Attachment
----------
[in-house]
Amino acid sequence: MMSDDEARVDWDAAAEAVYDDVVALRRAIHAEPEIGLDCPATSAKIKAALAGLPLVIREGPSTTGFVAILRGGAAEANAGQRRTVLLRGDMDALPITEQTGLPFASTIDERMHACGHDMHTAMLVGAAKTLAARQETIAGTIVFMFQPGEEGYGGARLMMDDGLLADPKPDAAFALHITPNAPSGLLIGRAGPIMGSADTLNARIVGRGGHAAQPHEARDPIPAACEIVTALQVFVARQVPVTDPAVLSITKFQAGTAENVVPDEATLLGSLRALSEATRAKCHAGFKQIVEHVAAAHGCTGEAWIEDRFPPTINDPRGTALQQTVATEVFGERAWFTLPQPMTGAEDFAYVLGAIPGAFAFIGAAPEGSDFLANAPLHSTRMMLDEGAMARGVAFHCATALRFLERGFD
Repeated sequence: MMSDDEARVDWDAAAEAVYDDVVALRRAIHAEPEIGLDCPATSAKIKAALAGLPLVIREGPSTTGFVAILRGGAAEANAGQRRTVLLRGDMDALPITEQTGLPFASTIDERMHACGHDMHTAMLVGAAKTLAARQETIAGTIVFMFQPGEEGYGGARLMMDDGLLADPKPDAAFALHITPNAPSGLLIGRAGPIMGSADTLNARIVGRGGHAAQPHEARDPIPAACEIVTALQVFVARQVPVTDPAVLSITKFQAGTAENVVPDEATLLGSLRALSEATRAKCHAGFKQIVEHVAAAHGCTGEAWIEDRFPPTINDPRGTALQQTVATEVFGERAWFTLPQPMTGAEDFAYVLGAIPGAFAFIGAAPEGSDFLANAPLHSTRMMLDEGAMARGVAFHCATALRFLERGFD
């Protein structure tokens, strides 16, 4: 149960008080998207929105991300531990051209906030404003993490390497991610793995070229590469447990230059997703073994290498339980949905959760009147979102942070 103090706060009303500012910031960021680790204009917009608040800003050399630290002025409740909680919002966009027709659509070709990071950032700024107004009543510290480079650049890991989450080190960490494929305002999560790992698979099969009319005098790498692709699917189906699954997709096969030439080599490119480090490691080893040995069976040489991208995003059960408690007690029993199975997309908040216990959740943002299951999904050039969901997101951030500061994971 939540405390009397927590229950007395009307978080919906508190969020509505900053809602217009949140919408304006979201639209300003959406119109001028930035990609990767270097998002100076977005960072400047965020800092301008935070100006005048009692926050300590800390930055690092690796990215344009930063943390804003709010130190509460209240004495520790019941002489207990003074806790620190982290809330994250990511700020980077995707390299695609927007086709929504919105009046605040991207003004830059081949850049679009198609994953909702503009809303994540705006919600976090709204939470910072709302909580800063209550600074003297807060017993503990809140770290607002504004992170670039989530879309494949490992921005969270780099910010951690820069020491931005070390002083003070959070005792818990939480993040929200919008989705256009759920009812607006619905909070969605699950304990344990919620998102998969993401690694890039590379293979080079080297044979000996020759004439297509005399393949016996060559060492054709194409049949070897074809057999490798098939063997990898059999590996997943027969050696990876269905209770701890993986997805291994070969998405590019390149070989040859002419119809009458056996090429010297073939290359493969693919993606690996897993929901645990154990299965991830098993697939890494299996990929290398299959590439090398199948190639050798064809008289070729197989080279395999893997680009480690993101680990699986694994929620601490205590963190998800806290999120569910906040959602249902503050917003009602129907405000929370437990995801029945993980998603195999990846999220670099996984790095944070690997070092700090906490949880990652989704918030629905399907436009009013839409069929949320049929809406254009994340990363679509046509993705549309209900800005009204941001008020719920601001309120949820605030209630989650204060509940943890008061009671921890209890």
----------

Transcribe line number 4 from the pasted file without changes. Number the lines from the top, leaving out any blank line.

């Protein structure tokens, strides 16, 4: 149960008080998207929105991300531990051209906030404003993490390497991610793995070229590469447990230059997703073994290498339980949905959760009147979102942070 103090706060009303500012910031960021680790204009917009608040800003050399630290002025409740909680919002966009027709659509070709990071950032700024107004009543510290480079650049890991989450080190960490494929305002999560790992698979099969009319005098790498692709699917189906699954997709096969030439080599490119480090490691080893040995069976040489991208995003059960408690007690029993199975997309908040216990959740943002299951999904050039969901997101951030500061994971 939540405390009397927590229950007395009307978080919906508190969020509505900053809602217009949140919408304006979201639209300003959406119109001028930035990609990767270097998002100076977005960072400047965020800092301008935070100006005048009692926050300590800390930055690092690796990215344009930063943390804003709010130190509460209240004495520790019941002489207990003074806790620190982290809330994250990511700020980077995707390299695609927007086709929504919105009046605040991207003004830059081949850049679009198609994953909702503009809303994540705006919600976090709204939470910072709302909580800063209550600074003297807060017993503990809140770290607002504004992170670039989530879309494949490992921005969270780099910010951690820069020491931005070390002083003070959070005792818990939480993040929200919008989705256009759920009812607006619905909070969605699950304990344990919620998102998969993401690694890039590379293979080079080297044979000996020759004439297509005399393949016996060559060492054709194409049949070897074809057999490798098939063997990898059999590996997943027969050696990876269905209770701890993986997805291994070969998405590019390149070989040859002419119809009458056996090429010297073939290359493969693919993606690996897993929901645990154990299965991830098993697939890494299996990929290398299959590439090398199948190639050798064809008289070729197989080279395999893997680009480690993101680990699986694994929620601490205590963190998800806290999120569910906040959602249902503050917003009602129907405000929370437990995801029945993980998603195999990846999220670099996984790095944070690997070092700090906490949880990652989704918030629905399907436009009013839409069929949320049929809406254009994340990363679509046509993705549309209900800005009204941001008020719920601001309120949820605030209630989650204060509940943890008061009671921890209890």